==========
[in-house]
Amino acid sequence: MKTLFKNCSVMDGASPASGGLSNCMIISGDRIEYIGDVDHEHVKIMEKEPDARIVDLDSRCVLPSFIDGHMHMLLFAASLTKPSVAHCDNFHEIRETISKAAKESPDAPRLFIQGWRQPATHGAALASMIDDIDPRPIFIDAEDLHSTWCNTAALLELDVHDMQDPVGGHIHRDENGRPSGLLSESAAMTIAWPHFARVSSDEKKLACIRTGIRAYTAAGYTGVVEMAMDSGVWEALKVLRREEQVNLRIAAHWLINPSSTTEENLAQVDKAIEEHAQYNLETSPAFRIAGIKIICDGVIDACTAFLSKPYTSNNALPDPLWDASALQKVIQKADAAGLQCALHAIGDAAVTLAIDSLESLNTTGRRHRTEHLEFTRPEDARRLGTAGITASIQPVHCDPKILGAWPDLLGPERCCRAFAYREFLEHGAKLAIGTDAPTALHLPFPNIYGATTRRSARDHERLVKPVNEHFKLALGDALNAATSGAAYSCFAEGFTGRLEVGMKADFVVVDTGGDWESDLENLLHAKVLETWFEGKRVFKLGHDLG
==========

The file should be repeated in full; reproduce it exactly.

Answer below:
[in-house]
Amino acid sequence: MKTLFKNCSVMDGASPASGGLSNCMIISGDRIEYIGDVDHEHVKIMEKEPDARIVDLDSRCVLPSFIDGHMHMLLFAASLTKPSVAHCDNFHEIRETISKAAKESPDAPRLFIQGWRQPATHGAALASMIDDIDPRPIFIDAEDLHSTWCNTAALLELDVHDMQDPVGGHIHRDENGRPSGLLSESAAMTIAWPHFARVSSDEKKLACIRTGIRAYTAAGYTGVVEMAMDSGVWEALKVLRREEQVNLRIAAHWLINPSSTTEENLAQVDKAIEEHAQYNLETSPAFRIAGIKIICDGVIDACTAFLSKPYTSNNALPDPLWDASALQKVIQKADAAGLQCALHAIGDAAVTLAIDSLESLNTTGRRHRTEHLEFTRPEDARRLGTAGITASIQPVHCDPKILGAWPDLLGPERCCRAFAYREFLEHGAKLAIGTDAPTALHLPFPNIYGATTRRSARDHERLVKPVNEHFKLALGDALNAATSGAAYSCFAEGFTGRLEVGMKADFVVVDTGGDWESDLENLLHAKVLETWFEGKRVFKLGHDLG